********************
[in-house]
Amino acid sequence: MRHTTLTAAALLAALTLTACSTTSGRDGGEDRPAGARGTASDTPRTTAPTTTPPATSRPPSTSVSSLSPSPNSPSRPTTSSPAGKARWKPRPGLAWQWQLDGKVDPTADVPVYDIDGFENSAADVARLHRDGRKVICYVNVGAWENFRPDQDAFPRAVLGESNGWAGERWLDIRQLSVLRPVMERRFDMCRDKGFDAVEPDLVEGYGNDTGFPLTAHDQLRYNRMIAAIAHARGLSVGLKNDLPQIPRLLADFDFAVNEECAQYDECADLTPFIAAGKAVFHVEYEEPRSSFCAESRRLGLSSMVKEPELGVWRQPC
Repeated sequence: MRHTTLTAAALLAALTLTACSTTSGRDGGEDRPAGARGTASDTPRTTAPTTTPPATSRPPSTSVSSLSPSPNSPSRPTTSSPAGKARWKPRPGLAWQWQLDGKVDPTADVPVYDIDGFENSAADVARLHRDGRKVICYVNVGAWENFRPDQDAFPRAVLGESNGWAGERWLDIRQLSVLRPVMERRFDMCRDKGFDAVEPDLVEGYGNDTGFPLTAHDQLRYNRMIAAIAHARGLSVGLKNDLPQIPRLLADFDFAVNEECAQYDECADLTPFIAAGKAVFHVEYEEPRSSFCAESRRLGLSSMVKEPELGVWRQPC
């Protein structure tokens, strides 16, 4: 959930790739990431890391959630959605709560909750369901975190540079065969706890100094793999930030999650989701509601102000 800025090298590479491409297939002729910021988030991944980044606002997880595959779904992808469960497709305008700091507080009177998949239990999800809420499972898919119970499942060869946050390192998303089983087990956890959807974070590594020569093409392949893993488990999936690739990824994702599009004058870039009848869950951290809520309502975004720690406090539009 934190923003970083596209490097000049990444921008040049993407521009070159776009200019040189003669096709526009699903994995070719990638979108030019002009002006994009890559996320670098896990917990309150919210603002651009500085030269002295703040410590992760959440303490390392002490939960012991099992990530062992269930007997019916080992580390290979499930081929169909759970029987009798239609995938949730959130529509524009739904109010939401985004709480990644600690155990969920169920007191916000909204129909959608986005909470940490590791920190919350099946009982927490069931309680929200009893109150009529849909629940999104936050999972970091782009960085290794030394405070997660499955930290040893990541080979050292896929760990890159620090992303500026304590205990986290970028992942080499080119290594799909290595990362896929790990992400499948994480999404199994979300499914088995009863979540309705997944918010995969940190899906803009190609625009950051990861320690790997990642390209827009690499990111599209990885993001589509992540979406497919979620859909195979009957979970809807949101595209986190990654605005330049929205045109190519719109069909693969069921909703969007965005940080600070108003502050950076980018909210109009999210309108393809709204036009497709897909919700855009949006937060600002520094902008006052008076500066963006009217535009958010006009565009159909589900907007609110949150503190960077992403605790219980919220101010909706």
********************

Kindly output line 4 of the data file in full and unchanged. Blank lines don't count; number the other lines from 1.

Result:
């Protein structure tokens, strides 16, 4: 959930790739990431890391959630959605709560909750369901975190540079065969706890100094793999930030999650989701509601102000 800025090298590479491409297939002729910021988030991944980044606002997880595959779904992808469960497709305008700091507080009177998949239990999800809420499972898919119970499942060869946050390192998303089983087990956890959807974070590594020569093409392949893993488990999936690739990824994702599009004058870039009848869950951290809520309502975004720690406090539009 934190923003970083596209490097000049990444921008040049993407521009070159776009200019040189003669096709526009699903994995070719990638979108030019002009002006994009890559996320670098896990917990309150919210603002651009500085030269002295703040410590992760959440303490390392002490939960012991099992990530062992269930007997019916080992580390290979499930081929169909759970029987009798239609995938949730959130529509524009739904109010939401985004709480990644600690155990969920169920007191916000909204129909959608986005909470940490590791920190919350099946009982927490069931309680929200009893109150009529849909629940999104936050999972970091782009960085290794030394405070997660499955930290040893990541080979050292896929760990890159620090992303500026304590205990986290970028992942080499080119290594799909290595990362896929790990992400499948994480999404199994979300499914088995009863979540309705997944918010995969940190899906803009190609625009950051990861320690790997990642390209827009690499990111599209990885993001589509992540979406497919979620859909195979009957979970809807949101595209986190990654605005330049929205045109190519719109069909693969069921909703969007965005940080600070108003502050950076980018909210109009999210309108393809709204036009497709897909919700855009949006937060600002520094902008006052008076500066963006009217535009958010006009565009159909589900907007609110949150503190960077992403605790219980919220101010909706």